State and FreedomWhat seems to offend the current government’s sense of justice is the idea that you don’t need their permission to try to build a life here. Their proposed new “temporary protection” status for anyone at risk in their country of origin who arrives here without permission will not bring with it a right to work or access to welfare benefits. Frances Webber in her excellent article for the Institute of Race Relations, described this as penalising those who come on the naughty route. She is right that it is a penalty applied to such individuals. I do, however, think that thinking in penal terms obscures the logic behind the measure. For me, the key feature is the denial of (a foreigner’s) right to choose their own destiny. In ECHR terms that is Article 8, the right to a private and family life. It has long been accepted that is not an absolute right. It is balanced against the state’s power to determine and promote the public interest. Patel and her fellow travellers want to do away with the scales. At least when it comes to the border, the state, for them, should have the absolute power to decide who is in and who is out. Your need to live somewhere and your desire to live here cannot compel the state to admit you into its protection.
Everybody CountsHere then is the crisis. Unable to respond to the pressure on the border by relaxing border controls, those in power are seeking to do away with the last vestiges of a liberal, rights-based society. Citizenship itself, testé the Home Office, is a privilege and not a right. The state is claiming for itself the absolute power to decide who is admissible and what behaviours are permitted. To get back to my original point, the crisis is not the sheer weight of numbers. Even accounting for Home Office incompetence, unacceptable delays in decision-making and the slight increase in asylum applications last year, there are still only 125,000 or so people in the asylum system. Do note that is more than three times the number of people who claimed asylum between September 2020 and September 2021. By way of comparison, if I have my stats right, about 400,000 people watch a Premier league game live over a weekend (I have multiplied 40,000, the average attendance, by ten, the number of games). It’s a lot of people, but not in population terms.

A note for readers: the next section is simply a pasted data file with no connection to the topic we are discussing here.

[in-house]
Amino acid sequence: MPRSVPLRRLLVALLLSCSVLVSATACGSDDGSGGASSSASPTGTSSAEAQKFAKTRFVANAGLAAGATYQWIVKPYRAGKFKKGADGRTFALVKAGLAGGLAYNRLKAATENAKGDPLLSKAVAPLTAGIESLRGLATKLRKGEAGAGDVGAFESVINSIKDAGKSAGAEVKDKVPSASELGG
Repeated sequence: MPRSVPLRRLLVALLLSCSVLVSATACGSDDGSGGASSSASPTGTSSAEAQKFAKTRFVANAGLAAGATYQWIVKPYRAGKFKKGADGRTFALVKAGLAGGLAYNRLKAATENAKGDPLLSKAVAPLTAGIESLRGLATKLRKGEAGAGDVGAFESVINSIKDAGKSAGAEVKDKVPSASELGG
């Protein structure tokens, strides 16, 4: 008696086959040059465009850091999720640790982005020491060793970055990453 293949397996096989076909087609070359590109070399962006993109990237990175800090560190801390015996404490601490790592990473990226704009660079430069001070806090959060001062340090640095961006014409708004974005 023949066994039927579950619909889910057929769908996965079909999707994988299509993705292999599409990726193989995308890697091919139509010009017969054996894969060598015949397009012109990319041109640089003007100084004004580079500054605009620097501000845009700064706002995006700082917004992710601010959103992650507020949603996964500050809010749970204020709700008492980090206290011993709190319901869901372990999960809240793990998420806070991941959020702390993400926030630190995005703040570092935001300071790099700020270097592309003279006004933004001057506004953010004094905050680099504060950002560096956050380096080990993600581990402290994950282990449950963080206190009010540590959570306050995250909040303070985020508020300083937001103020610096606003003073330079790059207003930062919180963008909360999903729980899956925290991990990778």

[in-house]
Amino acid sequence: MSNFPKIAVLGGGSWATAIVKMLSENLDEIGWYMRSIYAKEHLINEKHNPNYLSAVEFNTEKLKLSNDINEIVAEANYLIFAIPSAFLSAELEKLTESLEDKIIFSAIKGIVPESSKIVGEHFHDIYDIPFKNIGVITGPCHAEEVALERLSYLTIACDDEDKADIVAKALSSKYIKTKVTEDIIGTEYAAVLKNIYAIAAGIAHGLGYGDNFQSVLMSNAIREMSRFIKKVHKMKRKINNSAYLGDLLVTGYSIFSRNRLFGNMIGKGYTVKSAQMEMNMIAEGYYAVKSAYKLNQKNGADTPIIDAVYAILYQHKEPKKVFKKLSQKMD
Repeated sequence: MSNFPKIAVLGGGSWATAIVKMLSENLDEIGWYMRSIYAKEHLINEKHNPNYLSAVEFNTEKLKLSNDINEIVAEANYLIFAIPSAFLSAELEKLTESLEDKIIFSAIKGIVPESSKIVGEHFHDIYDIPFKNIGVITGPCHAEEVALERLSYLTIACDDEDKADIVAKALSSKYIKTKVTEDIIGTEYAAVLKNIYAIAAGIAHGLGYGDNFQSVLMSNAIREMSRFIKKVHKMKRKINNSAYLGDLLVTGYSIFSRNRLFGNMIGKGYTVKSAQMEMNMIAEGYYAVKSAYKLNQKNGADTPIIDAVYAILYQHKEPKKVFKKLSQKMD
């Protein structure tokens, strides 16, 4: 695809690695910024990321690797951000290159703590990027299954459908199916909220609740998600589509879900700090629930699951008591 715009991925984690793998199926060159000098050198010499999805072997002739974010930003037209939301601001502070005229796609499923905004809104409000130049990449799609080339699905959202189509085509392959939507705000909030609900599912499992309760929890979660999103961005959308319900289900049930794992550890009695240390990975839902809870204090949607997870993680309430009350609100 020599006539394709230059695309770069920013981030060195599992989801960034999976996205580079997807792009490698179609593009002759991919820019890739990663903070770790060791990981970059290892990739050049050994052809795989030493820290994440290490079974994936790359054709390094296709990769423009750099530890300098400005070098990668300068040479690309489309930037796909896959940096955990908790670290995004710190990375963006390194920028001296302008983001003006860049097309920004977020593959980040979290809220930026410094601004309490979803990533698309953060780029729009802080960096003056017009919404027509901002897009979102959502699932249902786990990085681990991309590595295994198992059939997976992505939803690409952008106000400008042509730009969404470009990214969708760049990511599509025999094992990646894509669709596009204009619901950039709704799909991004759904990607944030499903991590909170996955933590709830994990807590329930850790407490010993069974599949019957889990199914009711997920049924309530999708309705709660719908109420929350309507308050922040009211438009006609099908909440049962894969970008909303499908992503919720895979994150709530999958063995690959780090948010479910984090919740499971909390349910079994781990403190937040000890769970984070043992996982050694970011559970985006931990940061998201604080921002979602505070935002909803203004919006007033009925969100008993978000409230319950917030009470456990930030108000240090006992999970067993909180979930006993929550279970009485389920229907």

It does not cost much to make homes for those 125,000 displaced people. It costs even less for the tiny fraction who want to live in Brighton and Hove. We might have been wrong about the absolute size of the problem and the right fundraising strategy when we set up, but we weren’t wrong about its scale or, I think, the number of people who would take to solve it for a little corner of the UK. With the support of hosts through Room for Refugees and 610 donors we have been able to house almost everybody who is in need of accommodation because of the hostile environment. We do know of two homeless people and are aware that more people are housed through the much more extensive solidarity networks of established migrant communities. Nevertheless, if we were able to reach 1000 donors, it looks like we would be somewhere close to being able to accommodate everyone in need.
Especially YouIt’s our resolution for 2022 to reach that magic target. We have a little counter on our website, I’m looking forward to it going up throughout the year. We will be relaunching our cup of kindness campaign, so look out for that in shops and cafés. We hope to have plenty of in-person events.
Before I go, I have one more ask for all of you. If you could sign up just one friend, we would smash our target by the end of next month. You are an amazing community. You are T4K. I know that you have already talked to everyone in your circle. Each and every supporter will have been recruited by an existing subscriber, but give it one more go. I believe in this project. I believe in kindness. I believe in you. I know that if we act together, we will make good the promise on the Patcham Pylon: our love shall conquer thee.
A thousand thanks,